2. The board was warranted in striking the testimony of the engineer who testified for the assessors on the depreciated reproduction cost of the improvements to the real estate. The engineer first visited Suffolk Downs in July, 1982, and based his cost and depreciation estimates on what he then saw. He thus assumed that on January 1, 1979, the track facility had
the same features and improvements as those he saw in July, 1982. The board found, however, that improvements made in 1979 cost approximately $600,000 and that 1980 improvements cost approximately $1,600,000. Moreover, the board noted that significant additional funds, expended for improvements after January, 1981, and before August, 1982, were reflected in the engineer's building values. The board was warranted in concluding that these errors deprived the engineer's depreciation estimates of probative value.
It is doubtful that the board could have developed the engineer's estimates of reproduction costs as of January 1, 1979, by deducting the cost of all post-January 1, 1979, improvements (up to July, 1982). The assessors have not demonstrated by proper calculation here how that could have been done. In any event, the board did not have the duty to sort out the consequences of the expert's blatant error so that some probative value could be given to his cost estimates (even if his depreciation opinion was not credible). That duty rested on the proponent of the witness. The assessors, however, made no such attempt, did not ask for time to do so, and did not ask for a continuance to obtain flaw-free testimony from another witness.
A motion to strike a witness's testimony may properly be allowed only if it lacks any probative value. An agency should strike testimony only if it is based on legally incompetent foundations. See Assessors of Andover v. Innes, 396 Mass. 564 , 565-566 (1986); Boston Edison Co. v. Assessors of Watertown, 387 Mass. 298 , 308 (1982). The allowance of such a motion without furnishing the proponent of the witness the opportunity to rectify such an error might be an abuse of discretion. Here, however, the defect was apparent at least from the time the engineer testified, and Suffolk Downs thereupon moved to strike his testimony. Indeed the assessors must have been aware of post-January 1, 1979, improvements at the time they presented a witness whose report and testimony were based on the fallacious assumption that there had been none.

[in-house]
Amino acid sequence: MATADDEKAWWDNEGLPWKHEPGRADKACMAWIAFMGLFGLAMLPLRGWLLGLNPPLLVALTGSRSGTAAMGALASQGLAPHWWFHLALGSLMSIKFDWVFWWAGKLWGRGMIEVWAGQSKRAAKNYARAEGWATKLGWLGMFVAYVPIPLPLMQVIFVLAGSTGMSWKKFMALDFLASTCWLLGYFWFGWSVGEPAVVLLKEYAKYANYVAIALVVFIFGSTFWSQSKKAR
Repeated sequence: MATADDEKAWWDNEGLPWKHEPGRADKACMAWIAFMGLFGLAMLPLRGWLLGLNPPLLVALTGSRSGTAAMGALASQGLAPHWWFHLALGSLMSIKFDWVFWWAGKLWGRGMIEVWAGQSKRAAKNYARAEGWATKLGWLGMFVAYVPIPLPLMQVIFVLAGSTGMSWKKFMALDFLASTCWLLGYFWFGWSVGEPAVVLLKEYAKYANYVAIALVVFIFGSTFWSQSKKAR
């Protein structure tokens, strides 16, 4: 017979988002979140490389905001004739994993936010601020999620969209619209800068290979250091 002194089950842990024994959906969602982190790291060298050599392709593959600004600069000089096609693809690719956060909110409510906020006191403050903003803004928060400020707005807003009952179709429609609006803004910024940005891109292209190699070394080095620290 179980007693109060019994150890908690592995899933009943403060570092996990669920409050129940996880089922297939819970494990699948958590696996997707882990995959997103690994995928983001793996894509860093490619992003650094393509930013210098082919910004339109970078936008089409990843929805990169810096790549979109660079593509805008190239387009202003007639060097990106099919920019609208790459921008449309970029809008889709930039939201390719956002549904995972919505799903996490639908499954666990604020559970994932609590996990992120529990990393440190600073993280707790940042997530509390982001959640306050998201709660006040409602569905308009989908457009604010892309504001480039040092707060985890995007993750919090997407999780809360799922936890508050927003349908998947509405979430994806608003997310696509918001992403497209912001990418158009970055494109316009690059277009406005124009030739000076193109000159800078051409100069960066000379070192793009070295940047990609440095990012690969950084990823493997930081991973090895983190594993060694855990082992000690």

3. The assessors argue that the board's decision is not sustained by substantial evidence. We do not reassess the facts.
The record evidence supports the board's decision. We consider briefly the assessors' arguments that the board should not have relied on particular evidence before it.
(a) The board was warranted in crediting the testimony of Suffolk Downs's land value expert concerning subsurface soil conditions. The board could properly regard him as qualified to read and interpret reports of test borings. In any event, there was other reliable evidence on which the board could have based its conclusion that subsurface soil conditions were poor. Similarly, the board was warranted in concluding, based in part on the expert's testimony, that easements burdening the premises severely limited the use of the land for purposes other than a race track.
(b) The admissibility of evidence of comparable sales "is largely, although not exclusively, discretionary with the tribunal." Leen v. Assessors of Boston, 345 Mass. 494 , 506 (1963). The board acted within its discretion in treating certain sales as comparable. Any defects in the presentation made by Suffolk Downs's expert went to the weight of his testimony. Assessors of Lynnfield v. New England Oyster House, Inc., 362 Mass. 696 , 702 (1972). The assessors' extensive challenge to the board's reliance on particular sales as comparable and entitled to weight attempts to reargue matters that were for the board to decide. The same is true of the assessors' complaint that the board should have given more weight to the testimony of their expert on the value of the land. [Note 3]
Decision of the Appellate Tax
[Note 1] Suffolk Downs may have elected not to appeal because, for fiscal year 1979 but not thereafter (see G. L. c. 58A, Section 14, inserted by St. 1979, c. 797, Section 10), it had the substantial advantage of the cure for disproportionate assessments prescribed in Tregor v. Assessors of Boston, 377 Mass. 602 , cert. denied, 444 U.S. 841 (1979).
[Note 2] The difference could perhaps be easily explained. For example, the board may have accepted one valuation approach in the earlier appeal but in the second appeal no substantial evidence bearing on that valuation method may have been presented.
[Note 3] Any issue raised for the first time in an appellant's reply brief comes too late, and we do not consider it.